Matador at Monumental El Paso, Bullfight (Fiesta Brava), San Luis Potosi, Mexicoby Russell Gordon
I sipped on my glass of red, looked out over the forest landscape and felt his gaze upon me.
“Am I in your book?”
I smiled, emptied the glass of its contents and looked him dead in the eyes, “Of course, it is a book on all of my relationship mistakes.”
He had a full belly laugh and almost fell out of his lounge chair. He poured more wine into my glass as his laugh quieted.
From his body frame one could tell he may have been very good at baseball at one point in time. His stalky, muscular build would play well for him on first base. Lord knows, first base was where he always wanted to play with me. His face was tanned, chiseled with a small amount of stubble left over from the day before. His dark hair seemed to always stay in place even though he never did anything more than run his fingers through it. He once said to me before going out, “I don’t have to try, so I don’t.” He was always very blunt and got right to the point. It was what attracted me to him in the first place when I was younger. Some how this brute, blunt man captured my attention.
“You love me.” He said this as if he was so sure of the answer. He was always so sure of himself. His ego practically choked me on occasion.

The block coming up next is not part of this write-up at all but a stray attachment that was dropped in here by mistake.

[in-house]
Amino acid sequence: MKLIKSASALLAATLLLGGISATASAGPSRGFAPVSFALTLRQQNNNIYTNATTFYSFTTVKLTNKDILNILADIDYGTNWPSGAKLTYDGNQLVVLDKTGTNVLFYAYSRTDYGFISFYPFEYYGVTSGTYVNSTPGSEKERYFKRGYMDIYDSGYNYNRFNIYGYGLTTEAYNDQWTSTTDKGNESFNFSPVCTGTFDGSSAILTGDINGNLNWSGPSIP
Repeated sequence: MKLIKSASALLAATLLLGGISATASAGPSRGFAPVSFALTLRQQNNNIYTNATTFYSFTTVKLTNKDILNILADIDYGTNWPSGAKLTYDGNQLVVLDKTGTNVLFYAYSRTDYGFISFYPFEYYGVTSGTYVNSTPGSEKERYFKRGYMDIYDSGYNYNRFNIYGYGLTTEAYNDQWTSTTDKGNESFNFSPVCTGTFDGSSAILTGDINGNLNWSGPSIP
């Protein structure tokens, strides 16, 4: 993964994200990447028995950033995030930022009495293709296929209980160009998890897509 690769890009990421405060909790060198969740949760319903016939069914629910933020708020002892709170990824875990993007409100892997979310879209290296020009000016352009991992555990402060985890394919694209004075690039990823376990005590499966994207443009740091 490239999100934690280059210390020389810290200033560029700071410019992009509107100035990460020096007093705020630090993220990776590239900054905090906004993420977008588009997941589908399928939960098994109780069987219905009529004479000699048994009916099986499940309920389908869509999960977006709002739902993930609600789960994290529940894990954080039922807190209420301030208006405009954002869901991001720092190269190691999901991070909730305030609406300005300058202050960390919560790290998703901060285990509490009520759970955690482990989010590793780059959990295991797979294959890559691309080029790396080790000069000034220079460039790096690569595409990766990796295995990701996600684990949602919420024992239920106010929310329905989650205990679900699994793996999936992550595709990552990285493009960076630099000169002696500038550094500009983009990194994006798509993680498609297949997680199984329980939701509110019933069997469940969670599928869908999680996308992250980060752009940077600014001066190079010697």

No, I didn’t love him now, I never did and I never will. I didn’t verbalize this to him. I was silent. I was starting to think it was a mistake just sipping wine with him out in the open air. I could feel him move closer to my chair, his hand on the back of my chair leg.
“I already told my friends that I’m in your book.” His voice was the type of voice that carried across a crowded room. People often told him to calm down, speak softer. We attended a friend’s party, where those very words were spoken to him in a harsh whisper. His reply, in high volume of course, to this day makes me laugh, “I can’t and I won’t, Dorothy has trouble hearing and I'm loud, we’re the perfect match.” His friends described us as The Bull and The Matador. This memory quickly faded and I felt uncomfortable with what I was thinking but I knew I had to say it.
“You do know the book is called War on Love? How do you want me to portray you? I’m going to tell the truth.” I took a quick sip of wine to wet my lips. “You’ll make it in. I’m not sure if you’ll like what or where I put you within the book.”
He smiled, picked up the bottle from the cement floor and topped off my glass, “You break hearts for a living.”
“Don’t be like that. We both know what you were doing when we met.”
“I know, I know...Seriously though, Am I in the book?” His eyes pierced my right eyeball.
“Oh no! Not the crazy eyes. Stop looking at me that way. Fine! Yes, you’re in the book. Why is it so important to you?”
“I just wanted to hear you say it.” He sat against the back of the lounge chair and took a swig of wine from the mouth of the bottle. In true Bull fashion, he let out a rumbling bletch that echoed through the trees. This was not as 'cute' as I thought it was in years past.